List out your prospect’s objections and rank them in order of priority. Are any detrimental to the deal? Are there quick wins?
Commit to looking into the objections but never commit to solving the problems entirely. Sometimes, your SaaS product simply can’t do what someone is asking for.
In this case, you can prepare a counteroffer with all the functionality you can provide.
As you work on objections, make sure you keep all stakeholders up to date along the way. If a feature request or discount will take a long time to implement, set expectations early.
When the objection relates to pricing or contract terms, we move away from objection and into the realm of pure negotiation.
Sales leadership plays a vital role in this phase. Experienced sales managers will have the experience and authority to provide discounts without the need for lengthy approval processes.
Here, you might expect to see time-based discounts, offers for extra support or services included. Or some sales managers might know when to stand their ground.
Less senior sales managers still have an important role here. They act as the conduit between prospect and business, trying to plug the gaps to get a deal over the line.
For junior sales managers, sales management training courses can be a key to autonomy. You can learn techniques for winning over decision-makers, spotting when prospects have pressure on them from other parties, and roleplay real-life scenarios so they become a habit.
Whether you're seasoned or new to sales negotiation, ensuring you remain polite and attentive throughout the process is a huge step toward closing the deal.
You may also like: 77 Coaching Questions Great Sales Managers Ask
Closing the Deal: Turning Prospects into Customers
The Closing Process Explained
Closing refers to making the agreement official. This usually takes the shape of a formal contract or purchase order.
To reach this stage, customers may have completed their trial period and negotiated pricing or contract length.
Dream customers may get to this stage quickly. But, don’t let them fool you. Some customers will make you jump through lots of hoops at the closing phase.
The role of a sales rep here is to provide everything deemed necessary by the customer to get a written agreement or payment.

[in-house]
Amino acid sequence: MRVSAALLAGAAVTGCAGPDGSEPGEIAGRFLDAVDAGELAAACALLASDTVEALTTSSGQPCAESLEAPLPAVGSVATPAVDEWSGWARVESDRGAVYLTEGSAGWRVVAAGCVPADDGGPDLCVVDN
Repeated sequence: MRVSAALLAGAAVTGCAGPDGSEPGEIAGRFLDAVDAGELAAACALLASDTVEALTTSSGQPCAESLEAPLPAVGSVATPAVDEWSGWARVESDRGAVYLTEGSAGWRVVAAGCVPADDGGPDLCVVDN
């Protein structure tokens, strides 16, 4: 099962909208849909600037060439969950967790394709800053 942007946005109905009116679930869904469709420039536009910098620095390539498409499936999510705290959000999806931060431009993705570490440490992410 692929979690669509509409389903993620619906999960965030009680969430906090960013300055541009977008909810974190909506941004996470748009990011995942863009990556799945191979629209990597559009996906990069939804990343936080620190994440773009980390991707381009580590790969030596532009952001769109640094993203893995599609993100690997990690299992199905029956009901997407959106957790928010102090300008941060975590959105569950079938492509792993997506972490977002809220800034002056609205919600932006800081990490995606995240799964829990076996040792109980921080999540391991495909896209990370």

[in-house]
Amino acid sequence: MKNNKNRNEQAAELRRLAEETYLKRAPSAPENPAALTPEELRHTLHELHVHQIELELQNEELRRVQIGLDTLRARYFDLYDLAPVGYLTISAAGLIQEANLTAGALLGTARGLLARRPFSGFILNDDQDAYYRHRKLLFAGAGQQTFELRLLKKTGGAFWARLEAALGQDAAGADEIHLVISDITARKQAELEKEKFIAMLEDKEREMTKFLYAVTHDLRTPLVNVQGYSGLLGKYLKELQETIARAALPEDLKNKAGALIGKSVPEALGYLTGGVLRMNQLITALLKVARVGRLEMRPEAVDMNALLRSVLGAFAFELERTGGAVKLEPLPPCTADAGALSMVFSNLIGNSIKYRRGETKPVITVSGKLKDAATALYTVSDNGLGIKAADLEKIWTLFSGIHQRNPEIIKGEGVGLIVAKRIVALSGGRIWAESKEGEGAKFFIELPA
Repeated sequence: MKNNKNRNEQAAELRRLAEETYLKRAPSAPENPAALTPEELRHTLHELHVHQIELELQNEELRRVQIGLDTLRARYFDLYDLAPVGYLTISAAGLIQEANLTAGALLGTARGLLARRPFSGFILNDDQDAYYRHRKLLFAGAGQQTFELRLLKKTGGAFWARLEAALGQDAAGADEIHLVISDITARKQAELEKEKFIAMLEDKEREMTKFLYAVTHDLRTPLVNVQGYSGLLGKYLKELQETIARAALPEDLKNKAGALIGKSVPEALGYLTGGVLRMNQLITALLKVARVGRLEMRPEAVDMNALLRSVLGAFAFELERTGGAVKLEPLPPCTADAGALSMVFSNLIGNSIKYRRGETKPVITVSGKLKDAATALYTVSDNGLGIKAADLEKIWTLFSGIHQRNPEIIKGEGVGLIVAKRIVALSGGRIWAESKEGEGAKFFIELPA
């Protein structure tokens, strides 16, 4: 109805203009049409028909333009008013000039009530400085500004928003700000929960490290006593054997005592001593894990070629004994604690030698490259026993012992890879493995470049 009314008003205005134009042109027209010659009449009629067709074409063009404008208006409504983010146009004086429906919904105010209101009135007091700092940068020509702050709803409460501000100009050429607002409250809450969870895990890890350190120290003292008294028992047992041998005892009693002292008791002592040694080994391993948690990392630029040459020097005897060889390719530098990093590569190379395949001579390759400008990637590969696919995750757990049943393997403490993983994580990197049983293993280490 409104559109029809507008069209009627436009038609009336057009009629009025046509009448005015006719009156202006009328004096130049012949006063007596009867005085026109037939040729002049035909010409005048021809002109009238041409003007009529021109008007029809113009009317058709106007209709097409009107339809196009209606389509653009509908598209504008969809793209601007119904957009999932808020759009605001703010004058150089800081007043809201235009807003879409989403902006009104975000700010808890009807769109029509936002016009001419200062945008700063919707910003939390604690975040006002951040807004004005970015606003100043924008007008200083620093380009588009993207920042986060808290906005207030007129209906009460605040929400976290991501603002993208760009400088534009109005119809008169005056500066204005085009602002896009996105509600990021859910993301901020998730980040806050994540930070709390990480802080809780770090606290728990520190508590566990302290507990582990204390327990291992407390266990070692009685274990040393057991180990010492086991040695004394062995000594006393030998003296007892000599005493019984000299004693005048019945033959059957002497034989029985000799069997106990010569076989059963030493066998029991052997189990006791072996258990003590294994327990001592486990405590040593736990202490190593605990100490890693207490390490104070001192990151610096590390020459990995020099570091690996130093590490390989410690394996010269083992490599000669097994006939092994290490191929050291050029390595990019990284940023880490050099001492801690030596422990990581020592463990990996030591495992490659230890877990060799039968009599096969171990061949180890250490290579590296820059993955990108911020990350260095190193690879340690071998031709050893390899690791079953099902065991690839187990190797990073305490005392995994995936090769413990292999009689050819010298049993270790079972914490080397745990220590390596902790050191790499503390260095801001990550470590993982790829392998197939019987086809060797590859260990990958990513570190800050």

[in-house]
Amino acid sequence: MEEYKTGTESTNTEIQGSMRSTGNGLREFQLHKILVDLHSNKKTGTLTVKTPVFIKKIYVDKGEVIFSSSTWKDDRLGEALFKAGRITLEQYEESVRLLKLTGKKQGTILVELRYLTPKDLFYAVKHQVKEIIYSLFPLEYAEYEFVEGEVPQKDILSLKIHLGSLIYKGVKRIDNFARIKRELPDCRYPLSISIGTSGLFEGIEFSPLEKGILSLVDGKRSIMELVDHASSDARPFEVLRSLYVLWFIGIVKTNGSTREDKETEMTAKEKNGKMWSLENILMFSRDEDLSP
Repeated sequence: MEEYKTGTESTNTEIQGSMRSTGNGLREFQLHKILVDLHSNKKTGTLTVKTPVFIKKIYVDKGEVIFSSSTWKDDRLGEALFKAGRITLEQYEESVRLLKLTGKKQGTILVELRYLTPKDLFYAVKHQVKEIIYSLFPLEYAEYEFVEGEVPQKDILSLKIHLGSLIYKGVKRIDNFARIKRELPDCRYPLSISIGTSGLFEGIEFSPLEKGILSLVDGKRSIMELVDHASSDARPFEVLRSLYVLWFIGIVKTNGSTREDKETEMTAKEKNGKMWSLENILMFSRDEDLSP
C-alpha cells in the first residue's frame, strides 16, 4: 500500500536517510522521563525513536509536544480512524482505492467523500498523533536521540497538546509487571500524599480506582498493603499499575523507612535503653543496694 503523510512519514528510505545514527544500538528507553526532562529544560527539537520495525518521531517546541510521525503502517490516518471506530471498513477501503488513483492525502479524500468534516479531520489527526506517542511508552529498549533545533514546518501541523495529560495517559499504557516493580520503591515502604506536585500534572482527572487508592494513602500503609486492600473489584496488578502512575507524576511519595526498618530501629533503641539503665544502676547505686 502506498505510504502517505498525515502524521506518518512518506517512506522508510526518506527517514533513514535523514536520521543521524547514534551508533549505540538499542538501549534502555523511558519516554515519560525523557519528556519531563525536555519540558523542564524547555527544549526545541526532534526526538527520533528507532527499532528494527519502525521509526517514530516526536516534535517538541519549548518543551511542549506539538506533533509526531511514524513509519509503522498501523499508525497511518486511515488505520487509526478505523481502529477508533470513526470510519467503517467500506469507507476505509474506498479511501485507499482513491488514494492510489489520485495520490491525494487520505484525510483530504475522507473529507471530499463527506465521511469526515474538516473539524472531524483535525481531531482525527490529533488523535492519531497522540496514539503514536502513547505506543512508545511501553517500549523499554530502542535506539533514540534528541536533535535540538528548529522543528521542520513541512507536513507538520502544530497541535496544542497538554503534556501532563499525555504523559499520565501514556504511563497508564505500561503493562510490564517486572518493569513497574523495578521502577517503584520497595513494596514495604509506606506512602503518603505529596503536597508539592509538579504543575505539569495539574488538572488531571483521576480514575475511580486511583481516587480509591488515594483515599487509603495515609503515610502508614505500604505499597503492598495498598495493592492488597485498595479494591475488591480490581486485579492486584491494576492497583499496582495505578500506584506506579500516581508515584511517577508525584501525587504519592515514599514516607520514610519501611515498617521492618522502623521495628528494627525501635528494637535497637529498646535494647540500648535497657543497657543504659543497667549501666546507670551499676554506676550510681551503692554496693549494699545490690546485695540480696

What to expect during the closing phase
- Security assessment
- Implementation plan
- Converting free users into paid
- Visiting a customer face-to-face
When these steps (often found in the objections and negotiations phase) are satisfied, it’s time to literally ask to close the deal.
Using questions like, “When would be a good time to go live?” and “Do we have everything in place to sign the contract?” extract answers that either lead to signature or further objections.
A question with finality to it, like “Is there any reason why we can't proceed with the order?” will drive decisions and move conversations on.
Assuming you did a good job capturing and addressing objections in earlier phases, there should be little to hold up deal closure.
Once you get the verbal approval, it’s time to send a contract. Here, your legal team and sales team should have already come together to have this in place. However, just because you have a single templated contract, it doesn’t mean your customer will agree to everything.
In some deals, this can be a deal-breaker. If one clause is 100% in the eyes of your business, but not workable to the prospect, this should have come out in the wash already.
When it comes to enterprise sales, conditions in contracts may not suit your prospects' internal procedures. If a deal is worth it to your business (value, case study, etc.) then it’s worth finding mutual ground in your contract.
There is usually a process of “redlining” where your prospects’ legal team will send over things that they would like removed or modified from your contract. These can be literal red lines made on your contract or suggestions sent over via email.
Work with your prospect to come to mutual terms. When you reach that stage, the only thing left is the signature and payment.
Nurturing: Beyond the Close
The information you absorbed during the prospecting and negotiation phases plays a huge part in nurturing the customer relationship during implementation and onboarding.
Understanding Customer Nurturing
Customer nurturing moves away from the transactional relationship and provides an account manager feel to a customer’s experience with a business.
After all, they just spent months getting to know you, so why would you break up that relationship?
We call this phase of the SaaS sales process “customer success”.
Strategies for Effective Customer Nurturing and Customer Success
When you look after customers during their onboarding and implementation phase, they’re more likely to buy further products and less likely to churn (leave after their initial contract term).
By adopting an account manager or customer success approach, you stand the chance of keeping your customer happy.
Happy customers = upselling, cross-selling, increasing customer lifetime value.
Once your customers learn to trust you, your business, and your product, it becomes easier for them to approach you for more help and for you to approach them with additional products.
When it comes to contract renewal, the process becomes a transaction as you’ve been in touch with them the entire time.
You’d be right if you attempted to do this manually for every customer without some form of automation.
There are many parts of maintaining a healthy relationship with a customer that must be manual—responding to emails and tickets, proactive catch-up meetings, etc.—but there’s a whole lot you can automate too.
Think about implementing the following when planning customer nurture:
- In-app customer support
- Virtual live chat assistance
- Automated follow-up emails
- Virtual training academy videos
- Customer self-service knowledge bases
- Flags and alerts when customers raise tickets
- Customer self-service adoption documentation
- Automatically gather frequently asked questions
When you implement these on day one of your customer’s life with you, you stand a much better chance of retaining the customer without the need for constant manual intervention.
Optimizing the SaaS Sales Process
Identify Key SaaS Sales Metrics
When you’re closing deals and busy helping onboard customers, it’s easy to lose sight of the bigger picture.